So...here we are my hubby and I left behind the easy-going life of wonderful snow fields in Toronto for the rougher life of the Pantanal. The Pantanal is a region in the state of Mato Grosso do Sul in Western Brazil. It is a giant swampland over half the size of New York State, containing over 600
We started off easily enough, leaving from Campo Grande, a decent-sized and forgettable city on the outskirts of the Pantanal. We left on a small plane about half hour to a deserted tarmac in Corumbá.
There, we were to switch into a jeep safari vehicle with all our luggage. When we disembarked we were instantly mugged by the tremendous heat. It was close to a stifling 100 degrees, with a humidity index of ridiculous.
We got into a safari vehicle and winded down dirt roads for the next 2 hours. On our way into the swamp, we saw a toucan, blue and green macaws. For my husband it was a weird feeling to see these different types of birds outside of a zoo setting. We saw alligators, deer and other land animals.
Our guide just kind of laughed when Edward asked him why the vehicle we were just in couldn't take us to my father's house.
We drove away as it started to get dark. The scenery was amazing. We were in the middle of nowhere and had been there for hours. Edward said if he got lost in a place like this, he could literally walk or scream for miles and miles without seeing or hearing anyone. The landscape is very different from the extremely dense Amazon. There are still jungles in the Pantanal, but then there are also huge open fields and vast swamplands.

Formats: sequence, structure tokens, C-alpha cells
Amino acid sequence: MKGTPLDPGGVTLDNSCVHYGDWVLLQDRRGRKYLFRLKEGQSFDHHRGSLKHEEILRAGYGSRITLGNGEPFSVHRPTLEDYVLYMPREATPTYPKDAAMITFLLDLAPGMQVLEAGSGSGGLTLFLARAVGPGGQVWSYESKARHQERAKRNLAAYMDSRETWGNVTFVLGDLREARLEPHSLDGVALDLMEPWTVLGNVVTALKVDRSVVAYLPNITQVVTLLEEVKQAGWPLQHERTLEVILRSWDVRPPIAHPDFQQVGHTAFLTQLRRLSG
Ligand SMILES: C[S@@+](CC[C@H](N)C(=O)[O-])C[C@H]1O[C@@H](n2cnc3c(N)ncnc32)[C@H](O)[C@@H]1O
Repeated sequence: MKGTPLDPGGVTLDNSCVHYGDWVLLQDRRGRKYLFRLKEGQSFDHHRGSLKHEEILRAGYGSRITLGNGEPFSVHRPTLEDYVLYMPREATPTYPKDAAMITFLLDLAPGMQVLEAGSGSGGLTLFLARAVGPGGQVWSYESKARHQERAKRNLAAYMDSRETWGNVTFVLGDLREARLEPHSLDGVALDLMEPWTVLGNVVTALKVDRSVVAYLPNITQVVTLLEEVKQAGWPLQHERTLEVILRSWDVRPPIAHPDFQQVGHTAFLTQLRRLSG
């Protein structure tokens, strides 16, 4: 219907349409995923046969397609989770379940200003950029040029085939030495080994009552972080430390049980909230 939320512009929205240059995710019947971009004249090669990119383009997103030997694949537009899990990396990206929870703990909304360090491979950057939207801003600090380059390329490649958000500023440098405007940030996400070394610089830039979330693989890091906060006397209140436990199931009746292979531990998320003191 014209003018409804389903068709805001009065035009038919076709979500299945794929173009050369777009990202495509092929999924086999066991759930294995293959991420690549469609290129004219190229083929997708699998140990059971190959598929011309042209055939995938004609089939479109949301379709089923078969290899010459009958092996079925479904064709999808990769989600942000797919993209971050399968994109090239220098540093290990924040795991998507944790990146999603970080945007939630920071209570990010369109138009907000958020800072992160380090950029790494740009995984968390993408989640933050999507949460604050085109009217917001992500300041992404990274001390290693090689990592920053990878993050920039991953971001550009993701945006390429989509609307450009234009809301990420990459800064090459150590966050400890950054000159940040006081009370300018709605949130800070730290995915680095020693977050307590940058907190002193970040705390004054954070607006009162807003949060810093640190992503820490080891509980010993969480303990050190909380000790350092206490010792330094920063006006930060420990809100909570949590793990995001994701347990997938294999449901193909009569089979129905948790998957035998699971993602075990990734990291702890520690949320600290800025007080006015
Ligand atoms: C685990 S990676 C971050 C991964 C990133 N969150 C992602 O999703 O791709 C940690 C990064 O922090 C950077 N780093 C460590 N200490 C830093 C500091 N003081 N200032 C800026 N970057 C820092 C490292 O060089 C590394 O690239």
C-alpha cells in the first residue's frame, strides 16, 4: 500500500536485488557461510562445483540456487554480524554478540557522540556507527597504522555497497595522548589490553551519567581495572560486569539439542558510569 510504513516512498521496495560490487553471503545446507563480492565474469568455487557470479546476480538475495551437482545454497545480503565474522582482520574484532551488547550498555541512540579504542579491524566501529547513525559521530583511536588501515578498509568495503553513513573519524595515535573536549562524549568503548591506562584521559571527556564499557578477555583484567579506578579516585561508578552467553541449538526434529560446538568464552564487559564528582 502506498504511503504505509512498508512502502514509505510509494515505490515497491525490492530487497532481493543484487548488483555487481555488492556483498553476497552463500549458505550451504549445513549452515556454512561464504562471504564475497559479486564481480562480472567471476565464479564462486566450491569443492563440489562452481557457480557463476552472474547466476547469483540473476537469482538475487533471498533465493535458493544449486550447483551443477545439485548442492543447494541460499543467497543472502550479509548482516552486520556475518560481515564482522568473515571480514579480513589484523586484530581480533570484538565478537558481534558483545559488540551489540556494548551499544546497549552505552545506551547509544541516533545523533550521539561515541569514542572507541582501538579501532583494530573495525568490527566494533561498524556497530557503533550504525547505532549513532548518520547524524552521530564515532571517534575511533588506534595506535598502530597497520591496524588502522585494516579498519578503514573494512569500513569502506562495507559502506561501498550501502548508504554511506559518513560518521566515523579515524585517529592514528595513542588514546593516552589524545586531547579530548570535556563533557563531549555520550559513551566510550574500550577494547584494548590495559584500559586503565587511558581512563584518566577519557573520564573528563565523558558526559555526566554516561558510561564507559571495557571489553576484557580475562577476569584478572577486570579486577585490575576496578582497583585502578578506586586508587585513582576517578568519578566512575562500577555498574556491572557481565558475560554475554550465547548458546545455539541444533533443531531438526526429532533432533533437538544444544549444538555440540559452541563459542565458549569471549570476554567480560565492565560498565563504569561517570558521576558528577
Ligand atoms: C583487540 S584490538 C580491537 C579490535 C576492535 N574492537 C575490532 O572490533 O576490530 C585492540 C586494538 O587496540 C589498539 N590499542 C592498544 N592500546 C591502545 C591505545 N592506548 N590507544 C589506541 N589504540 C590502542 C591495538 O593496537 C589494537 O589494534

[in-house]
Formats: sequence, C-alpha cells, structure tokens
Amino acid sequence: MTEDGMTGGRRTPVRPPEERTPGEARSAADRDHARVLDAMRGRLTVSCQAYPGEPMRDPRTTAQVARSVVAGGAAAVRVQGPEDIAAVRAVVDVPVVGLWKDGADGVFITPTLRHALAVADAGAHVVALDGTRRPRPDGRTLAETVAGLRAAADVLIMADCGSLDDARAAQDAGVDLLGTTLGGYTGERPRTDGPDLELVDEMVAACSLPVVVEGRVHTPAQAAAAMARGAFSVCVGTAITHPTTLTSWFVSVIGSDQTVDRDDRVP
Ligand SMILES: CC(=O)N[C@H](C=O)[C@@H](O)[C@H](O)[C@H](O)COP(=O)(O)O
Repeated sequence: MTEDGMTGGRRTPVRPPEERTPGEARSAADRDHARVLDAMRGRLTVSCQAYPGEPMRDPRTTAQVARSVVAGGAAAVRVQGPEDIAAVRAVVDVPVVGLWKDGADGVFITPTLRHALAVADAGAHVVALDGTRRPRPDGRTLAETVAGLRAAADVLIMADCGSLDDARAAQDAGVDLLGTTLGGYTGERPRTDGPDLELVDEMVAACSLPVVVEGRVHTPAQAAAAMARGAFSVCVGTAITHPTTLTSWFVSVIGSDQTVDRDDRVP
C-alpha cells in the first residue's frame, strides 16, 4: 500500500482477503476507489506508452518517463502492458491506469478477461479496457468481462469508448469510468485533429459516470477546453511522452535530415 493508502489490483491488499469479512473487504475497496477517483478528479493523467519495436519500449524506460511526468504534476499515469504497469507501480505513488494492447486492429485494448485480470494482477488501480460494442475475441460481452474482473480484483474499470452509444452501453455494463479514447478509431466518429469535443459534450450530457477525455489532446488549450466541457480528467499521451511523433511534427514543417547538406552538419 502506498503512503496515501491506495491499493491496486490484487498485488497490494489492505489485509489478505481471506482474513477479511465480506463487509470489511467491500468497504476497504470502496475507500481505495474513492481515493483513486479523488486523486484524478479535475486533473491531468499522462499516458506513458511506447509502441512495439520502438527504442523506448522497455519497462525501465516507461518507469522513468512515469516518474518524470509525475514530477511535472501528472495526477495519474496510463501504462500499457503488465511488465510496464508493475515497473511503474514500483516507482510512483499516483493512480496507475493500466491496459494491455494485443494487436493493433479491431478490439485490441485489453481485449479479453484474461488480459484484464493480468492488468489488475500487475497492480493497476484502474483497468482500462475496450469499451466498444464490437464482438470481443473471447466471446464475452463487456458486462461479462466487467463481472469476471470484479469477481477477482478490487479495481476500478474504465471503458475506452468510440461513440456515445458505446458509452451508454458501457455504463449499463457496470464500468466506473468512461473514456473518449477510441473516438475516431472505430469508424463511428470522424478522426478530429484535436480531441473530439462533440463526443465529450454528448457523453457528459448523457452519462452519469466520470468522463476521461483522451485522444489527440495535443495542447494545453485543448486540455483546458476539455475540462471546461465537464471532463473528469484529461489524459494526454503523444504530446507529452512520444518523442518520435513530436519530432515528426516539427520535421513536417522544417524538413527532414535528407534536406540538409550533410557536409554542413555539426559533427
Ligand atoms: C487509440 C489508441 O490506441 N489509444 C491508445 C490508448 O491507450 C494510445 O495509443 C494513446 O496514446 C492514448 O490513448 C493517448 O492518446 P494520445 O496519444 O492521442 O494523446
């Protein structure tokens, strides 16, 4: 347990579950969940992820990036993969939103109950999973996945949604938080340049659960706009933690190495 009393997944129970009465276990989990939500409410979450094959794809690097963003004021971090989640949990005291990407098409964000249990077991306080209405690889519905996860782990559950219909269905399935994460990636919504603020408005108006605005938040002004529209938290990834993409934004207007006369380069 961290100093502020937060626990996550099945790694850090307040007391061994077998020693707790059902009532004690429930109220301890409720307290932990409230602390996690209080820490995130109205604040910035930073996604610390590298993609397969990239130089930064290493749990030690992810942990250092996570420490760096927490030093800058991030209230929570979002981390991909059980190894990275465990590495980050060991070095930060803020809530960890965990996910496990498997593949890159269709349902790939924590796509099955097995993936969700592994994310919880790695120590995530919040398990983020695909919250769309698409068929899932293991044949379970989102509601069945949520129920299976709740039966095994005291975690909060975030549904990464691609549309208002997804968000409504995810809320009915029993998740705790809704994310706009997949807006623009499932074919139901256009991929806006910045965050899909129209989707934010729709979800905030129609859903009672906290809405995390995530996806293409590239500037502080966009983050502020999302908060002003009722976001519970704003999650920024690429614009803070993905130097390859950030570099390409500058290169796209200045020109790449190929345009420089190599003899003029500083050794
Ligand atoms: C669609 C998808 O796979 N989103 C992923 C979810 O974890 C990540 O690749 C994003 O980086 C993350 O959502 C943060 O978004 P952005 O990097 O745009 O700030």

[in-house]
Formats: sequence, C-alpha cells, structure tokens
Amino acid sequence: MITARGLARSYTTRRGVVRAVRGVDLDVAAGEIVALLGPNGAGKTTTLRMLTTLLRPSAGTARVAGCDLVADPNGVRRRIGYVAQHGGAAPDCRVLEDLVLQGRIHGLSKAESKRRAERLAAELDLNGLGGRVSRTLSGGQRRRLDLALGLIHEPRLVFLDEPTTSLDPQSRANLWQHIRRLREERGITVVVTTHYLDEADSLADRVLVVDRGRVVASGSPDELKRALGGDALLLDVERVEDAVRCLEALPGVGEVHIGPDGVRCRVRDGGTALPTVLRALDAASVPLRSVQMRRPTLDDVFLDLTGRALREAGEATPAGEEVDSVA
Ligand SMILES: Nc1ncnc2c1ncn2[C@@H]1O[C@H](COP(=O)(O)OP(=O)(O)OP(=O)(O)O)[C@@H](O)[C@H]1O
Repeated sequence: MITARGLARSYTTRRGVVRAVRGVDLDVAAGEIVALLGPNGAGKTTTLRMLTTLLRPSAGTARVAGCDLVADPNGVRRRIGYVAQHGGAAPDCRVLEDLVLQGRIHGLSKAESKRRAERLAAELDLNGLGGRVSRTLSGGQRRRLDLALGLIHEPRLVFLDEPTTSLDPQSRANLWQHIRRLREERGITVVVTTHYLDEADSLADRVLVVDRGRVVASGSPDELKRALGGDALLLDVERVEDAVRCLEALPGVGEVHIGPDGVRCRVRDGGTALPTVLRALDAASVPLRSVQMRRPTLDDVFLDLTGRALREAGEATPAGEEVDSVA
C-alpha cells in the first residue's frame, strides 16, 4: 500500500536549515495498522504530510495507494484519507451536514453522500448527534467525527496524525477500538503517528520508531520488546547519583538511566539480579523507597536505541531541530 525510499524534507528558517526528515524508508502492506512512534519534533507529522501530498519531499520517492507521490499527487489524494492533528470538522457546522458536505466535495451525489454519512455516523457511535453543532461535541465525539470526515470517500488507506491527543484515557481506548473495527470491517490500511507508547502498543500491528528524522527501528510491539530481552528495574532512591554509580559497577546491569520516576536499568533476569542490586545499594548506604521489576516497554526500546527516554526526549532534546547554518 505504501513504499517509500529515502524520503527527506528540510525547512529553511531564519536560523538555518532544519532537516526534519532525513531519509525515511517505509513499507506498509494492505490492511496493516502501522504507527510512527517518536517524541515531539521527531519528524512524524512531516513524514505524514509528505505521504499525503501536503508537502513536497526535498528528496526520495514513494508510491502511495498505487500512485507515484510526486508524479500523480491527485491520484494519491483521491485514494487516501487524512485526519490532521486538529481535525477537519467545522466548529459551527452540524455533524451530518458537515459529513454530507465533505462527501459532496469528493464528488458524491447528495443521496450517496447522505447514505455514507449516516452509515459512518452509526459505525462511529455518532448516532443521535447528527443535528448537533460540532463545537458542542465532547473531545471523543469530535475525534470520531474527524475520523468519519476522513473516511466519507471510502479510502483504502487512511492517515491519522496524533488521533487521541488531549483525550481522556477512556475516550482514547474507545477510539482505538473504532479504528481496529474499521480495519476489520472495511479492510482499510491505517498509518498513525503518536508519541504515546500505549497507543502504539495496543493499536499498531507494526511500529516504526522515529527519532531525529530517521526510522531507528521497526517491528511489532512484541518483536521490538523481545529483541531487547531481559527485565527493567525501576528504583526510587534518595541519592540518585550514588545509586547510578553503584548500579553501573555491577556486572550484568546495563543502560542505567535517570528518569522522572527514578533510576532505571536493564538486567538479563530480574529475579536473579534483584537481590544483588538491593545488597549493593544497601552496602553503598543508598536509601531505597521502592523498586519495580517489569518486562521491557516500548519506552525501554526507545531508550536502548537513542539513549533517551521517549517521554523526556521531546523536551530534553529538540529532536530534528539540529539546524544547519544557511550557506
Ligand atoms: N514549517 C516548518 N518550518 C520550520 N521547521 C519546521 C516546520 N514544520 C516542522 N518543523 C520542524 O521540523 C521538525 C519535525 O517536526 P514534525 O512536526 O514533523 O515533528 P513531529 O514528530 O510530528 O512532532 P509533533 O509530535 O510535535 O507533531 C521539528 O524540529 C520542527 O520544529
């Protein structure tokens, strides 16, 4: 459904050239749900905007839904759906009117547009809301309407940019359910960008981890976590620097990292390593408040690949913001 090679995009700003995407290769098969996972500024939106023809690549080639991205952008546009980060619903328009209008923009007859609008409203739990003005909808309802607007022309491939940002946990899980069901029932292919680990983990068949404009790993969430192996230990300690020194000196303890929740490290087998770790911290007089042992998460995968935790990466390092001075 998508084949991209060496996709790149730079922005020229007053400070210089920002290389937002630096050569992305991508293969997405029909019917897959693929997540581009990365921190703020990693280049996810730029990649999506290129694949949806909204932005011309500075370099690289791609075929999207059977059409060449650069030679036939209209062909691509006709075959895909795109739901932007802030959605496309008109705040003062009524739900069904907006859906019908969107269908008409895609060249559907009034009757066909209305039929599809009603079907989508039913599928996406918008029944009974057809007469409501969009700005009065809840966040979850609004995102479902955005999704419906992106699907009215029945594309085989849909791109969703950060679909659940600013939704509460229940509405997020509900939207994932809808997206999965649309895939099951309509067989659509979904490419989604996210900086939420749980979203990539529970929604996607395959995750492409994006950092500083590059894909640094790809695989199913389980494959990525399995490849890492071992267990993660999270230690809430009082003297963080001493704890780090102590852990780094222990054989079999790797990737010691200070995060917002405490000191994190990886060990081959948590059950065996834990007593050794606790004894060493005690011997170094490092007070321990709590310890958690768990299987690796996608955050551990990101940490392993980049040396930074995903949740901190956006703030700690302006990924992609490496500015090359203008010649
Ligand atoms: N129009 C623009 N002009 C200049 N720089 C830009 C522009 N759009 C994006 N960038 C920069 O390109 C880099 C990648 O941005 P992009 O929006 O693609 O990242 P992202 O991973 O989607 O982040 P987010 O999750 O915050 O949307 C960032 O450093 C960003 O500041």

As we clicked along at a brisk pace now, our lights on, flying through narrow trails, constantly ducking from invading branches and trees, I was wondering how in God's name we had any idea where we were going since any sense of a road, dirt or anything, had disappeared miles ago. Well, my questions were somewhat answered when we got stuck in a huge swamp after our driver tried going through about three feet of water.
I thought this was utter stupidity on his part. After flooring the gas pedal for a couple minutes, we were told to jump in the water and help push. Can you believe that? Crazy!So, all the guys jumped into the water, which was a little weird, after we had just seen loads of alligators on the way in.
The water was like a hot tub, about 85 degrees. This was great, after shocking everyone with the news that we were not required by the US to get yellow fever vaccinations, and hearing that the stagnant waters of the Pantanal were prime territory for yellow fever. Edward quickly learned that the driver was not as stupid as he thought, as the lights from the car made him realize that for miles the land was just as flooded as where we were standing. Of course, this process of getting out and pushing was repeated several times and he quickly realized that he wasn't in Toronto anymore.
All this was emphasized by the fact that our driver and guide were up front, pounding Cachaça, the strong tequila-like firewater that goes into Brazil's caipirinhas. They were trading swigs of the stuff and topping it off with beer. This kind of behavior is a common act of machismo and practiced quite often in rural parts of S. America.
All this became part of the experience, and I have to laugh now in hindsight at what a fragile traveler Edward was.